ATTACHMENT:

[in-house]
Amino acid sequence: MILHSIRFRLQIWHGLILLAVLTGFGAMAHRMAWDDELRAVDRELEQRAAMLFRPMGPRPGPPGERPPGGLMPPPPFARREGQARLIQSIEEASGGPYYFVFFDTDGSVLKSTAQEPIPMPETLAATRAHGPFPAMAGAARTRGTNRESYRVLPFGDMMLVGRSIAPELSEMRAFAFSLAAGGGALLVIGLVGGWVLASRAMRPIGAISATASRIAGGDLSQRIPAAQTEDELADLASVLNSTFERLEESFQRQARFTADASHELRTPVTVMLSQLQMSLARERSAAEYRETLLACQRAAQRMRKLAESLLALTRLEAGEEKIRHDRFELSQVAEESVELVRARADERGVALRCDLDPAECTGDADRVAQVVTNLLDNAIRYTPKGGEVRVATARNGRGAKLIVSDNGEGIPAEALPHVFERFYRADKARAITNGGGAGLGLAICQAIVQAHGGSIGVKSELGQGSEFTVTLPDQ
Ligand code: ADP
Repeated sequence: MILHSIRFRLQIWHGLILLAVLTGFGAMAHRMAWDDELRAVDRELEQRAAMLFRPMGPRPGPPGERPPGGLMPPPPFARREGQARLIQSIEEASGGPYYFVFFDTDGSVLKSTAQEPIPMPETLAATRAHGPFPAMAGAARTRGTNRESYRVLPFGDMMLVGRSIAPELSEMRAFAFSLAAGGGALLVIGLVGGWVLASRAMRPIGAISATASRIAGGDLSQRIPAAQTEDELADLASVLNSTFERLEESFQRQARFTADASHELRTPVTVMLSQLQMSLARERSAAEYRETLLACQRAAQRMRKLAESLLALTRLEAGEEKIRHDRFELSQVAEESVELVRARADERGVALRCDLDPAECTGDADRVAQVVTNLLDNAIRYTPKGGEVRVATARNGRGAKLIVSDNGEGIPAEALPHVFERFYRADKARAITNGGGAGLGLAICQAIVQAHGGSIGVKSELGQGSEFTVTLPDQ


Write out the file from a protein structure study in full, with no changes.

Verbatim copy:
[in-house]
Amino acid sequence: MILHSIRFRLQIWHGLILLAVLTGFGAMAHRMAWDDELRAVDRELEQRAAMLFRPMGPRPGPPGERPPGGLMPPPPFARREGQARLIQSIEEASGGPYYFVFFDTDGSVLKSTAQEPIPMPETLAATRAHGPFPAMAGAARTRGTNRESYRVLPFGDMMLVGRSIAPELSEMRAFAFSLAAGGGALLVIGLVGGWVLASRAMRPIGAISATASRIAGGDLSQRIPAAQTEDELADLASVLNSTFERLEESFQRQARFTADASHELRTPVTVMLSQLQMSLARERSAAEYRETLLACQRAAQRMRKLAESLLALTRLEAGEEKIRHDRFELSQVAEESVELVRARADERGVALRCDLDPAECTGDADRVAQVVTNLLDNAIRYTPKGGEVRVATARNGRGAKLIVSDNGEGIPAEALPHVFERFYRADKARAITNGGGAGLGLAICQAIVQAHGGSIGVKSELGQGSEFTVTLPDQ
Ligand code: ADP
Repeated sequence: MILHSIRFRLQIWHGLILLAVLTGFGAMAHRMAWDDELRAVDRELEQRAAMLFRPMGPRPGPPGERPPGGLMPPPPFARREGQARLIQSIEEASGGPYYFVFFDTDGSVLKSTAQEPIPMPETLAATRAHGPFPAMAGAARTRGTNRESYRVLPFGDMMLVGRSIAPELSEMRAFAFSLAAGGGALLVIGLVGGWVLASRAMRPIGAISATASRIAGGDLSQRIPAAQTEDELADLASVLNSTFERLEESFQRQARFTADASHELRTPVTVMLSQLQMSLARERSAAEYRETLLACQRAAQRMRKLAESLLALTRLEAGEEKIRHDRFELSQVAEESVELVRARADERGVALRCDLDPAECTGDADRVAQVVTNLLDNAIRYTPKGGEVRVATARNGRGAKLIVSDNGEGIPAEALPHVFERFYRADKARAITNGGGAGLGLAICQAIVQAHGGSIGVKSELGQGSEFTVTLPDQ